Posted by: seanmalstrom | March 24, 2013

Nostalgia signals stagnation and decline

Hey, look! It’s Ducktales. Woo-ooo.

Comments about the art style, how the game will play, etc. there will be time for all that especially when the game comes out. The question is why is a remake of a game that is twenty five years old being greeted with great enthusiasm and excitement?

The power of nostalgia is strong. I know about nostalgia being a gamer who got tired of gaming during the 16-bit generation.

When Super Mario World came out, I was nostalgic for the other Mario games. I didn’t think SMW was that good and still don’t think so today.

Usually the stronger the nostalgia, the stronger the stagnation and decline. When Super Metroid came out, I was nostalgic for the original Metroid which was mindblowing at the time (Super Metroid was a sales disappointment). While that was some nostalgia then, I became GREATLY enraptured with nostalgia when a game like Metroid: Other M appeared for what Metroid used to be (people keep trying to get us to ‘enjoy the game on its own terms’ which is another way of telling gamers to lower their standards. It’s like telling a young man to like the ugly fat woman ‘on her own terms’. Heck with that).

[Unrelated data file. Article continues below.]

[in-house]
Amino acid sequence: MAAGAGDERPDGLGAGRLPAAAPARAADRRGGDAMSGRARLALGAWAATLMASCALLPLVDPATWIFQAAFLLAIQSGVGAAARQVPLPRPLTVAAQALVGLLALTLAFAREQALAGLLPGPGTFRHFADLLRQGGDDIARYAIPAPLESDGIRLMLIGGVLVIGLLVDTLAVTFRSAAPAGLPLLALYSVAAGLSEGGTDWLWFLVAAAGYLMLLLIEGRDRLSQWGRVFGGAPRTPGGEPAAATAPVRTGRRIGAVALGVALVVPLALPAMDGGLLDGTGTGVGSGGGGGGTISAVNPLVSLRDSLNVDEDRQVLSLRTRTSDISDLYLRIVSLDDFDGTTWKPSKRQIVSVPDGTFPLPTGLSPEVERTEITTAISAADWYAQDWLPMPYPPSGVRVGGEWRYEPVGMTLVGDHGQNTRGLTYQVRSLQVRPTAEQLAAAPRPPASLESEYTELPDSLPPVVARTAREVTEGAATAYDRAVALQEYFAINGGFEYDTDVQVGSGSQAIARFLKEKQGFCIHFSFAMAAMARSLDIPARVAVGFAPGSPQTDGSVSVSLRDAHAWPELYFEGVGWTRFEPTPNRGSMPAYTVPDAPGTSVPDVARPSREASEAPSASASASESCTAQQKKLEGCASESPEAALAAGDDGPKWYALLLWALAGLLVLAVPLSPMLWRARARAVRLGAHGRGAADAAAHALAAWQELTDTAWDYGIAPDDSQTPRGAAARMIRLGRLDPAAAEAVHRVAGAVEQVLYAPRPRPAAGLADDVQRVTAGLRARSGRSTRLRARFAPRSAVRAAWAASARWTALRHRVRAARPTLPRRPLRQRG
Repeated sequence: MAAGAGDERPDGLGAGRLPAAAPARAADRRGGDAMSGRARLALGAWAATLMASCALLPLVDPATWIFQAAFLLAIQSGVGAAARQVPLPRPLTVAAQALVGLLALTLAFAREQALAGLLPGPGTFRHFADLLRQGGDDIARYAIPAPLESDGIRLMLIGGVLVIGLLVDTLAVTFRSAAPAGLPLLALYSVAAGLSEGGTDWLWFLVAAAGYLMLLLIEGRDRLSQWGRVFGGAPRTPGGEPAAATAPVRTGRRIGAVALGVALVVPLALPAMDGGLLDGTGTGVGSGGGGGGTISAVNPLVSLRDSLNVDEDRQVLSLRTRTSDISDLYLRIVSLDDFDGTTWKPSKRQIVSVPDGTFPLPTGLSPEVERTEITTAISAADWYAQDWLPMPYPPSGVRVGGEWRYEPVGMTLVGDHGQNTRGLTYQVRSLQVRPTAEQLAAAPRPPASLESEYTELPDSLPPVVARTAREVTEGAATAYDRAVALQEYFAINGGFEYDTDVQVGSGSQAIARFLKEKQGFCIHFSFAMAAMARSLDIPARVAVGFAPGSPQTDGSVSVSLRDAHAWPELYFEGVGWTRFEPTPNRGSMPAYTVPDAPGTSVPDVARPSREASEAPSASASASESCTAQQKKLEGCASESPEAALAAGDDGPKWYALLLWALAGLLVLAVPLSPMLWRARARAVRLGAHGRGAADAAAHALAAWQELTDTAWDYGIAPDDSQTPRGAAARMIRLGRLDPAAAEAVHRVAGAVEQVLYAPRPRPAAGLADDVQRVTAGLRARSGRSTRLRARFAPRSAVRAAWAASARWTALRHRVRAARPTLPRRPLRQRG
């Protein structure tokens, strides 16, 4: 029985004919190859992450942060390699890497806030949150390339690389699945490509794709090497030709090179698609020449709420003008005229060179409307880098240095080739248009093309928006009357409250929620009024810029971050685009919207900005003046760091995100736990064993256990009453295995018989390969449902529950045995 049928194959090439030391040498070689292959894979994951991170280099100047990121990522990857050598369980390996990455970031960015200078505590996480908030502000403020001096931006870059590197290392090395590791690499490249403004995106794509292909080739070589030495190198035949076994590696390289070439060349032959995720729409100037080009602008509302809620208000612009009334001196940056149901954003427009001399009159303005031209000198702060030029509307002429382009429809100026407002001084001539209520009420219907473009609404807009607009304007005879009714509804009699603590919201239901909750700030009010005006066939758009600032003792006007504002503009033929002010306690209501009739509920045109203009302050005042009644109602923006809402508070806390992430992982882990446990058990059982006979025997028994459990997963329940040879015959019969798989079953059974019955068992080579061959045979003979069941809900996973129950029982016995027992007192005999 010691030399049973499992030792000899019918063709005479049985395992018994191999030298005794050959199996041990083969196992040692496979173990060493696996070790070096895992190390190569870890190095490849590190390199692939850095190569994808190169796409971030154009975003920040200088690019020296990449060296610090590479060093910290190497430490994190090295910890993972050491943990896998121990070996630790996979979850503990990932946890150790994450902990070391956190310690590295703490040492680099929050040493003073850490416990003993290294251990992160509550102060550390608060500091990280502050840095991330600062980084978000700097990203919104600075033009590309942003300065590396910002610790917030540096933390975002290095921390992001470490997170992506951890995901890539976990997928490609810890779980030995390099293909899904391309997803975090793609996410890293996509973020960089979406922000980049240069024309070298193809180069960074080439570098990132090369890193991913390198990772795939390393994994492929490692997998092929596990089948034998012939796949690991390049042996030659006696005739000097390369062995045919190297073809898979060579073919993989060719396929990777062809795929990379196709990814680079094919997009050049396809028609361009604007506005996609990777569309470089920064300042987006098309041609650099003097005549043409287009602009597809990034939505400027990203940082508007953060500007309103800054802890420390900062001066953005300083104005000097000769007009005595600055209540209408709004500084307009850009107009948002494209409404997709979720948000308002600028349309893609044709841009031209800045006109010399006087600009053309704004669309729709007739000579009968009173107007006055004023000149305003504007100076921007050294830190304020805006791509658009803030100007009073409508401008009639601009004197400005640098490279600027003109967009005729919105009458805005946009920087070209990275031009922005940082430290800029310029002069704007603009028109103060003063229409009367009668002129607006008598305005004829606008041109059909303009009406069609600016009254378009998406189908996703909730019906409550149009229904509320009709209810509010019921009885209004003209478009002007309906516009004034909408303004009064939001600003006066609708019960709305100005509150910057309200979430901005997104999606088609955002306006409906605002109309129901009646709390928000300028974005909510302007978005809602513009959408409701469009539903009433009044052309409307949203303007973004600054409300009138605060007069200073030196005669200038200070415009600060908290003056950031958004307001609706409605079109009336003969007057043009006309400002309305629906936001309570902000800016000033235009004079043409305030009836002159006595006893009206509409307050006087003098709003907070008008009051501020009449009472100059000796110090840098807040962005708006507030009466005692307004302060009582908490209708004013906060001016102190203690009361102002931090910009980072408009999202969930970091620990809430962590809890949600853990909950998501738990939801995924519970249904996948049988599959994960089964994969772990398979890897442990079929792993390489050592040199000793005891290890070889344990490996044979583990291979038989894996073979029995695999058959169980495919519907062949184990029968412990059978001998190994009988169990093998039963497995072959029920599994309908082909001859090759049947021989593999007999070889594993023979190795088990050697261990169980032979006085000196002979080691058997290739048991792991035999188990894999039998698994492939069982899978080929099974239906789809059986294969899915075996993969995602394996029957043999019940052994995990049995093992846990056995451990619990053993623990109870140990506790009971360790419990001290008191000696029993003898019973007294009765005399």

People’s enthusiasm for this ‘remastered’ Ducktales is nostalgia overload which is saying how badly Disney games have stagnated or declined. While on the easy side, games like Ducktales and Rescue Rangers were amazing (Rescue Rangers beat Miyamoto on two player co-op in a platformer). Some say the 16-bit Disney games were good, but I’m not so sure about that. What is for sure is that there has been no memorable Disney game in a long, long time which is a shame considering the richness of its license.

When gamers are feeling nostalgic, they are living in the past and not the present or future. In other words, nostalgia is saying ‘games of the past were better than games of the present’.

Have you noticed nostalgia isn’t present when gaming is advancing? I don’t remember any nostalgia during the NES era for the Atari 2600 days. Perhaps for a joystick (which is why the NES Advantage sold such big numbers). There wasn’t any nostalgia that I recall during the 16-bit era except for the genres or games not represented (where was that 16-bit Kid Icarus or 16-bit Guardian Legend or 16-bit Zelda 2?). When people were playing Wii Sports, they weren’t nostalgic about past game consoles (they didn’t have to since the Virtual Console allowed the past to compete with the present. And the present won… at least early on in the Wii’s lifespan).



%d bloggers like this: